Free electron nanophotonics

Extreme electron-photon interactions in nanomaterials

Rapid strides in nanofabrication, electron manipulation and photon waveshaping have opened vistas of new fundamental phenomena and potentially disruptive technologies. These range from portable sources of high-quality X-rays and gamma rays to highly efficient energy conversion techniques, with applications in medical imaging, security scanning, industrial inspection and next-generation computation.

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Exotic electromagnetic waveshaping

Maxwell's equations are over a hundred years old, but new electromagnetic phenomena continue to be discovered, unlocking revolutionary techniques in imaging, microscopy and materials processing. These phenomena include novel electromagnetic wavepackets exhibiting unprecedented physics and new ways of shaping light with nanomaterials.

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Advanced electron manipulation with shaped laser pulses

Electron-based instrumentation -- ranging from desk-sized scanning electron microscopes to kilometers-long X-ray free electron lasers -- form a cornerstone of modern scientific progress and industrial development. The advent of ultrafast optics and nanomaterials promise more compact, versatile and cost-efficient methods of electron beam transport and control. These methods include high-gradient laser-driven electron acceleration and attosecond-scale electron pulse generation.

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Straintronics for Revolutionizing Integrated Photonics

Our research group is dedicated to developing and applying innovative strain engineering techniques for discovering unprecedented optical properties in various materials. More specifically, we develop a new class of photonic devices including lasers and photodetectors for the realization of integrated optical and quantum computing technologies.

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Gas mixture sensing with broadly tunable and long wavelength QCL.

As the spectra fingerprint region, Mid-Infrared provide fundamental ro-vibrational band absorption information. Quantum cascade laser, as an ideal coherent source in mid-infrared wavelength range, has drawn increasing attention in gas sensing area. However, to realize gas mixture monitoring requires broadly tunable laser source that cover the featured peaks of all compositions. Moreover, several VOCs, including benzene, xylene, and toluene, only have strong IR absorption at around 13~14 um, which is still quite challenging for QCL design. We then aim to develop high performance, broadband tuning, and long wavelength QCL source for gas sensing application. Afterwards, we integrate a tunable QCL source and a hollow core fiber as the gas cell in a compact sensing system. The AI algorithm, advanced extreme learning machine (ELM), is then introduced to realize quantitative spectra analysis.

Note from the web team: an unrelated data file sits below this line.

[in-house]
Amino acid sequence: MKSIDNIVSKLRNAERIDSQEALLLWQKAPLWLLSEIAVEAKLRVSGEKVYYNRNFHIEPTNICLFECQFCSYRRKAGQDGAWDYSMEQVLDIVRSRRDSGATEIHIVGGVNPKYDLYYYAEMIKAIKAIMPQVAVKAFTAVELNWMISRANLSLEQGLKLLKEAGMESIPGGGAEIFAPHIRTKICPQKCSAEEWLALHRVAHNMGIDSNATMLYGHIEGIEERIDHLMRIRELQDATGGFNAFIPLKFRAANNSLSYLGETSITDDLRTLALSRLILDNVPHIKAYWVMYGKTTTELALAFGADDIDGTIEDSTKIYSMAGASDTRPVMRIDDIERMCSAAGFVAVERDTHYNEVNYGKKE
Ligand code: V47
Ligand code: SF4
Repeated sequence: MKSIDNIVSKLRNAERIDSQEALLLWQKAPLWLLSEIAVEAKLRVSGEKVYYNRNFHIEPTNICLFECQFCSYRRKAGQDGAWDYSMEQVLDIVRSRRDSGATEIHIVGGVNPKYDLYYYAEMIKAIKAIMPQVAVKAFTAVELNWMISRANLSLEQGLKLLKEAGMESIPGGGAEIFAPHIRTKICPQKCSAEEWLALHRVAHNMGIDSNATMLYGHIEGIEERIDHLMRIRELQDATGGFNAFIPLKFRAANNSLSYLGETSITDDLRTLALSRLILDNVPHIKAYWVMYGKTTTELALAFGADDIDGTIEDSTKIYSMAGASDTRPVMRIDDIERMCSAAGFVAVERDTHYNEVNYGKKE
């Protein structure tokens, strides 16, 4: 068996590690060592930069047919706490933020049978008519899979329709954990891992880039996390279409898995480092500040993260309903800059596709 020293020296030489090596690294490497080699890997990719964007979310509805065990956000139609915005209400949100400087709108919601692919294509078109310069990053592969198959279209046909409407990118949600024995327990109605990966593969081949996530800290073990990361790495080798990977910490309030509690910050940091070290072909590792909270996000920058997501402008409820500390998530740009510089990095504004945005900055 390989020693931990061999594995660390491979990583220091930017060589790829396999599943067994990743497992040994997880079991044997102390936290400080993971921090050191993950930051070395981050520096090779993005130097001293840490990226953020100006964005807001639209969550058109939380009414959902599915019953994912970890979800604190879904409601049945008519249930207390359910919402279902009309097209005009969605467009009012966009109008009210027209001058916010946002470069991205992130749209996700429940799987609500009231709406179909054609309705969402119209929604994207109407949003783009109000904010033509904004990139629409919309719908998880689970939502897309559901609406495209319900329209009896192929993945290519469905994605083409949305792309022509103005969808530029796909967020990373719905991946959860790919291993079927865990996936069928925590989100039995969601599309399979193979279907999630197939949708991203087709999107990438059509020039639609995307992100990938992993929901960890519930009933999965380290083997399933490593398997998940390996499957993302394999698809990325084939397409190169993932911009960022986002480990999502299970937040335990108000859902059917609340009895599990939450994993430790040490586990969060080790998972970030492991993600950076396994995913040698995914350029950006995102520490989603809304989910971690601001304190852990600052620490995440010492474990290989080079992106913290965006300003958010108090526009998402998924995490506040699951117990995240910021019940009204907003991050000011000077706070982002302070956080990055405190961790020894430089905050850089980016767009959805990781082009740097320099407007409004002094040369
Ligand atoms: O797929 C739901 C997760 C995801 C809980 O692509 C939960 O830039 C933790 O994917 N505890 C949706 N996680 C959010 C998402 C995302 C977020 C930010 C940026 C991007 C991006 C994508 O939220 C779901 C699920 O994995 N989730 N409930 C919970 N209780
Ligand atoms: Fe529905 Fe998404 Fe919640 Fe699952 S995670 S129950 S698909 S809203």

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Mid-infrared photodetectors based on 2D materials

Graphene and other related two-dimensional materials exhibit diverse optical and electrical properties, which accommodate a large potential in optoelectronic applications such as photodetection. However, although much progress has been made, various challenges such as the absence of bandgap, low absorption and short carrier life-time, hinder their applications. Nano-patterning, graphene p-n junction and hybridization are employed to improve the performance of graphene based photodetector. Furthermore, other two-dimensional noble metal chalcogenides with proper defect engineering are also used in near-IR photodetections.  


Graphene p-n junction photodetector

(a) schematic design and (b) mechanism of graphene p-n junction; (c) The electric characteristics as a function of gate bias of the intrinsic graphene FET; (d) Photocurrent measured in one period of modulation.

Hybrid graphene/Ti2O3 photodetector

We demonstrate a mid-infrared hybrid graphene photodetector enabled via coupling with a narrow bandgap semiconductor. The obtained photoresponsivity here is about two orders of magnitude higher than that of commercial mid-infrared photodetectors. The photoresponse is enhanced with increasing graphene layers, resulting from stronger dipole-dipole interactions and more efficient carrier separation in the hybrid structures with thicker graphene.

Hybrid graphene/C60 photodetector

All-carbon graphene nanoribbon-C60 hybrid nanostructure is demonstrated to achieve a high photoresponsivity of 0.4 A/W under mid-infrared laser illumination at room temperature. Such high performance is achieved through the high electron trapping efficiency of C60 film as deposited onto 10-nm-wide graphene nanoribbons.

Bilayer PtSe2 photodetector

Bilayer PtSe2 via proper defect engineering is explored as an effective room-temperature mid-infrared photodetector with high speed and responsivity. The narrow band gap nature of atomic layer of PtSe2 makes it suitable for mid-infrared photonic devices.



Mid-IR and Terahertz Science and Technologies

The mid-infrared (3-20 µm) and Terahertz (THz) (30-300 µm) regions remain as some of the least developed spectral regions, despite their proven important applications in chemical sensing, spectroscopy, material sciences, security screening, biomedical imaging, astronomy science, etc. However, a breakthrough is needed for the emerging mid-IR and THz technologies to develop  high performance semiconductor-based lasers, modulators, and photo-detectors that are suitable for industry mass production.


Broadly Tunable Single-Mode QCLs

Integrated THz Graphene Modulator

Graphene Plasmonics